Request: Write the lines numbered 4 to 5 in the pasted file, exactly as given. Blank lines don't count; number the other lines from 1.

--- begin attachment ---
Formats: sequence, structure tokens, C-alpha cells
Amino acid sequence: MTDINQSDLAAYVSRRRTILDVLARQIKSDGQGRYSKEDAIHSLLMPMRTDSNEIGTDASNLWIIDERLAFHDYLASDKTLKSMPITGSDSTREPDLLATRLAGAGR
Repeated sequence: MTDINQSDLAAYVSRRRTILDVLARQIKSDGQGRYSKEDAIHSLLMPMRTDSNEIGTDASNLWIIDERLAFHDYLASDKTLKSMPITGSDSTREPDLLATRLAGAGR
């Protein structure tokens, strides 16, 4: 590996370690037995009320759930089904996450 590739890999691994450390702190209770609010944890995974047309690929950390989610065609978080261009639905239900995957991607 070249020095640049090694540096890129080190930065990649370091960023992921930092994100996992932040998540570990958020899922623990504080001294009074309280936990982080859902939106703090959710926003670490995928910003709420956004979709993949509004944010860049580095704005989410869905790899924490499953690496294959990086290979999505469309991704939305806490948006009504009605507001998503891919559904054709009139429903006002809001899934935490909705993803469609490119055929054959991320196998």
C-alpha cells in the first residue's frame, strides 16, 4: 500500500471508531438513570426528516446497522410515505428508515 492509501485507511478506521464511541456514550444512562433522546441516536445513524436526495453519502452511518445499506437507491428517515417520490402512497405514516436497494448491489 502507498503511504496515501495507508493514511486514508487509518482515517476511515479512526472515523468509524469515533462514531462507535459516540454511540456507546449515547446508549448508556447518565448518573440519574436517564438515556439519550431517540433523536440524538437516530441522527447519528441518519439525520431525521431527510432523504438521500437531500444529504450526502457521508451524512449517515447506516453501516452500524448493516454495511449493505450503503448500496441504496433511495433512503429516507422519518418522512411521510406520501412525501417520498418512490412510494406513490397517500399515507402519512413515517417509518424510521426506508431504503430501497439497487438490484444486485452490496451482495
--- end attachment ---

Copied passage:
């Protein structure tokens, strides 16, 4: 590996370690037995009320759930089904996450 590739890999691994450390702190209770609010944890995974047309690929950390989610065609978080261009639905239900995957991607 070249020095640049090694540096890129080190930065990649370091960023992921930092994100996992932040998540570990958020899922623990504080001294009074309280936990982080859902939106703090959710926003670490995928910003709420956004979709993949509004944010860049580095704005989410869905790899924490499953690496294959990086290979999505469309991704939305806490948006009504009605507001998503891919559904054709009139429903006002809001899934935490909705993803469609490119055929054959991320196998």
C-alpha cells in the first residue's frame, strides 16, 4: 500500500471508531438513570426528516446497522410515505428508515 492509501485507511478506521464511541456514550444512562433522546441516536445513524436526495453519502452511518445499506437507491428517515417520490402512497405514516436497494448491489 502507498503511504496515501495507508493514511486514508487509518482515517476511515479512526472515523468509524469515533462514531462507535459516540454511540456507546449515547446508549448508556447518565448518573440519574436517564438515556439519550431517540433523536440524538437516530441522527447519528441518519439525520431525521431527510432523504438521500437531500444529504450526502457521508451524512449517515447506516453501516452500524448493516454495511449493505450503503448500496441504496433511495433512503429516507422519518418522512411521510406520501412525501417520498418512490412510494406513490397517500399515507402519512413515517417509518424510521426506508431504503430501497439497487438490484444486485452490496451482495